TALLAHASSEE — A reformed crack addict-turned-lawmaker is targeting the instrument of his affliction: the glass pipe.
This session, Rep. Darryl Rouson, D-St. Petersburg, has been rallying support to pass a bill that could take bongs, water pipes and maybe hookahs off tobacco store shelves. It cleared its last Senate committee last week.
"You know how people say there's nothing like a reformed smoker or reformed addict?" Rouson said. "I'm dedicated to freeing communities of substance abuse, and these shops seemed like a good place to start."
Rouson's bill mandates that tobacco stores get three-quarters of their revenue from tobacco sales. No more than 25 percent can come from drug paraphernalia. That's a standard that the owners of head shops, which specialize in bongs and drug-related goods, say they can't meet, especially after the federal government banned the popular clove cigarette last summer.
Now a loosely organized group of head shop owners is trying to band together. It's led by Jay Work of Grateful J's Deadhead Shop in Margate, who's been trying to find other owners of the low-key businesses to persuade them to speak out.
"They tell me they don't want to be targeted," Work said. But, "we're already the targets."
The debate has become something of a morality play of this year's legislative session.
Work and the owners of stores with names such as Altered Visions, the Hemp Factory and Kish My Ash see themselves as victims of a recovering addict gone too far.
They invoke phrases similar to other campaigns against goods that might be deemed socially irresponsible.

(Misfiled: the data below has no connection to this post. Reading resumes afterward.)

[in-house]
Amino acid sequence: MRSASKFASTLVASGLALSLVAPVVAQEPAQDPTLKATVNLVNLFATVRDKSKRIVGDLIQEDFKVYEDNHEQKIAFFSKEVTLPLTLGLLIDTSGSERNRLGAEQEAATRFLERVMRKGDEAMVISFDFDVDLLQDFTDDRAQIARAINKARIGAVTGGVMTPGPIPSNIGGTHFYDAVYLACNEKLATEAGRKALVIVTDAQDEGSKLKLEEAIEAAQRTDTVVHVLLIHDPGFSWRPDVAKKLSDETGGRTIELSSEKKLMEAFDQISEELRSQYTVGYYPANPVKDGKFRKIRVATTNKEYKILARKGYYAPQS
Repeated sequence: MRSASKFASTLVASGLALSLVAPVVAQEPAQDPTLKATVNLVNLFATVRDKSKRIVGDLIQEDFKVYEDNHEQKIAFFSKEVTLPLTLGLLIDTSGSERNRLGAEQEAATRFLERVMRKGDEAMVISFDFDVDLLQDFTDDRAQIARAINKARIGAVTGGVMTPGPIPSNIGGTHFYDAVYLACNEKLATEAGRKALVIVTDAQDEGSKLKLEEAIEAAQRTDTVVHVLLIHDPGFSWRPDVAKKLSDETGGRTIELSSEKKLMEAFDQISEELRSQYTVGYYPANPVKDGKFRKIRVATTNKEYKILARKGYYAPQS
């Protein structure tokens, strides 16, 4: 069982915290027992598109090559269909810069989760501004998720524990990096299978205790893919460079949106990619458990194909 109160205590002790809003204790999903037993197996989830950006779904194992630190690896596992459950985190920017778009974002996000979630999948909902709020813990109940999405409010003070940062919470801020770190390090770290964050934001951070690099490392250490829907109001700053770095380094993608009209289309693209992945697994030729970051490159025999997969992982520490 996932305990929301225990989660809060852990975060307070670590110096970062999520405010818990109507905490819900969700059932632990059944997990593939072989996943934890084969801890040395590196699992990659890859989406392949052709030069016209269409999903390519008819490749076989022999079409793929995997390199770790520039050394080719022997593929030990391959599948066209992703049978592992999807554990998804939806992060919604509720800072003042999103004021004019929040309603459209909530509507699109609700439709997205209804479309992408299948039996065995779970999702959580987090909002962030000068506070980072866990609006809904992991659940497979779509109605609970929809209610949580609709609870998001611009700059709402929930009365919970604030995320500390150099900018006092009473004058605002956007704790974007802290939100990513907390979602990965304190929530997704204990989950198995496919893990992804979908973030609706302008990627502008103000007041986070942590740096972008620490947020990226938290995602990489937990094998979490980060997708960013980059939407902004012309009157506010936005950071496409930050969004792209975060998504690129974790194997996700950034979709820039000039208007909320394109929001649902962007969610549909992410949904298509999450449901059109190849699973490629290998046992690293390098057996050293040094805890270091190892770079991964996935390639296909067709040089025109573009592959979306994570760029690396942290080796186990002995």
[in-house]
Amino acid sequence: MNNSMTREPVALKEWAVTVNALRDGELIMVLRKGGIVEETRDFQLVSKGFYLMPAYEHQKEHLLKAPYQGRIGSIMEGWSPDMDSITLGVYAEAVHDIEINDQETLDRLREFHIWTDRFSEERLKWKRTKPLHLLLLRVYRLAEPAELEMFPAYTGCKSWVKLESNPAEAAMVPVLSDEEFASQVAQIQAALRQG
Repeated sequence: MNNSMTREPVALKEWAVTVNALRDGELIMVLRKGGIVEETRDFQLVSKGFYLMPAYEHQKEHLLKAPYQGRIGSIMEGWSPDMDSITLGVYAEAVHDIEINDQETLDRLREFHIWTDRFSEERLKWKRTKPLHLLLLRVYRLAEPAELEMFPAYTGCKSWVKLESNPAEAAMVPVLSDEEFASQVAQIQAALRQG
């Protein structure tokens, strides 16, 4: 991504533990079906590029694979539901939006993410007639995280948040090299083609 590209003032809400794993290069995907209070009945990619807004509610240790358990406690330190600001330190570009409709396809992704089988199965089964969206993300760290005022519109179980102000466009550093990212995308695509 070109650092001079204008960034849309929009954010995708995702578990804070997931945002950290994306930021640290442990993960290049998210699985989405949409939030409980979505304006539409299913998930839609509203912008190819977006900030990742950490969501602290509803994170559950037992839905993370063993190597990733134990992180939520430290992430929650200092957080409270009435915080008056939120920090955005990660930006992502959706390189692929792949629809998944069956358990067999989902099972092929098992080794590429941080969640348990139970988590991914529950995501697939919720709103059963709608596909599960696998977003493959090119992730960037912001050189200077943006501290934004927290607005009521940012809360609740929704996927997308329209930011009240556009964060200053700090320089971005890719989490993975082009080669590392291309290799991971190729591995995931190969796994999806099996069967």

"Stores don't facilitate drug addiction," Work says. "People facilitate drug addiction."
If the bill passes — it still has one more House committee to clear — Work said he and other owners will have no other choice but to shut down.
In his stores in Margate and Boca Raton, between 30 and 50 percent of sales come from glass bowls and pipes, some of which he made himself. Only 13 percent of his sales come from tobacco.
When he found out about the bill, he started to call head shops he knew, and they called others. In all, about 60 stores have joined his Smoke Shop Coalition. But most of the 250 owners he found refused to join.
The coalition has started a blog and written letters to lawmakers.
Rouson said the biggest barrier to getting the bill passed might not be head shop owners but other lawmakers. When he tried to push a bill addressing the issue last year, he said, many lawmakers thought the issue was frivolous.
Rouson, who has been sober since 1998, originally pitched a high sales tax on the products. This year, he figured more taxes wouldn't fly.
The new proposal, he says, is akin to mandating that a restaurant can sell alcohol only if most of its sales are from food.
"If it's a tobacco shop, and these are tobacco pipes," Rouson said, "then let there be some truthfulness and transparency. Sell tobacco."
Robert Samuels can be reached at firstname.lastname@example.org.